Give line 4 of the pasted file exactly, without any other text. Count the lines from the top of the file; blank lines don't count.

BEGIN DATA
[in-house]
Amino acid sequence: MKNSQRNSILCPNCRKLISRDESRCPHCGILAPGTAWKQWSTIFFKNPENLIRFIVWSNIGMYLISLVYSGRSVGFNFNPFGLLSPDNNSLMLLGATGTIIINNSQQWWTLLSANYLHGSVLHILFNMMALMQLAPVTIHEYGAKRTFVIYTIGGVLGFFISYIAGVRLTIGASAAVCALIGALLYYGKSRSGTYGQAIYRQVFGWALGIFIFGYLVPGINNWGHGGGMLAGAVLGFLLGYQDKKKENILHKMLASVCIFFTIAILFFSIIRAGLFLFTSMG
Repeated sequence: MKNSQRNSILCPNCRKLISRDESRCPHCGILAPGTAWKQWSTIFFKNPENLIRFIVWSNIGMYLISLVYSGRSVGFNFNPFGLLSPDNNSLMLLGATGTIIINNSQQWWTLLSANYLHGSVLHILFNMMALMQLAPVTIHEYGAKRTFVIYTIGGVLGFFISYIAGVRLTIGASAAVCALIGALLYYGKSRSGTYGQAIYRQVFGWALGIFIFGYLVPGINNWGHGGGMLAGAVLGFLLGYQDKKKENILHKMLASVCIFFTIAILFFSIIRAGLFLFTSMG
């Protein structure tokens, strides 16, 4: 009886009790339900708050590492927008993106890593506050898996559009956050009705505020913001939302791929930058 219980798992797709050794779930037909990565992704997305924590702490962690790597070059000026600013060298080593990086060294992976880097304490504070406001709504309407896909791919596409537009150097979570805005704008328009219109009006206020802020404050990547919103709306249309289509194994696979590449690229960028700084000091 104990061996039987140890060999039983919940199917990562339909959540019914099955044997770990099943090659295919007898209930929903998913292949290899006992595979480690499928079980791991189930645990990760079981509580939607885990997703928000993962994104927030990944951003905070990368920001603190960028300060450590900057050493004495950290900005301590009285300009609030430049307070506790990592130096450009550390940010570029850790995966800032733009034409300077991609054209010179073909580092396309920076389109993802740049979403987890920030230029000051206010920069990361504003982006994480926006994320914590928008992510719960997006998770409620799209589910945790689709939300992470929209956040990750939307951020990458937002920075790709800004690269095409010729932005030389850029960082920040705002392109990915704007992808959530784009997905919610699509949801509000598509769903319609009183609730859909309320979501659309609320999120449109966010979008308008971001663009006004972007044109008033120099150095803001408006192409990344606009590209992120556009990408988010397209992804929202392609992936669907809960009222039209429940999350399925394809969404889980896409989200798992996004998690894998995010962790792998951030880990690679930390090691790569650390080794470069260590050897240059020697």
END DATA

């Protein structure tokens, strides 16, 4: 009886009790339900708050590492927008993106890593506050898996559009956050009705505020913001939302791929930058 219980798992797709050794779930037909990565992704997305924590702490962690790597070059000026600013060298080593990086060294992976880097304490504070406001709504309407896909791919596409537009150097979570805005704008328009219109009006206020802020404050990547919103709306249309289509194994696979590449690229960028700084000091 104990061996039987140890060999039983919940199917990562339909959540019914099955044997770990099943090659295919007898209930929903998913292949290899006992595979480690499928079980791991189930645990990760079981509580939607885990997703928000993962994104927030990944951003905070990368920001603190960028300060450590900057050493004495950290900005301590009285300009609030430049307070506790990592130096450009550390940010570029850790995966800032733009034409300077991609054209010179073909580092396309920076389109993802740049979403987890920030230029000051206010920069990361504003982006994480926006994320914590928008992510719960997006998770409620799209589910945790689709939300992470929209956040990750939307951020990458937002920075790709800004690269095409010729932005030389850029960082920040705002392109990915704007992808959530784009997905919610699509949801509000598509769903319609009183609730859909309320979501659309609320999120449109966010979008308008971001663009006004972007044109008033120099150095803001408006192409990344606009590209992120556009990408988010397209992804929202392609992936669907809960009222039209429940999350399925394809969404889980896409989200798992996004998690894998995010962790792998951030880990690679930390090691790569650390080794470069260590050897240059020697």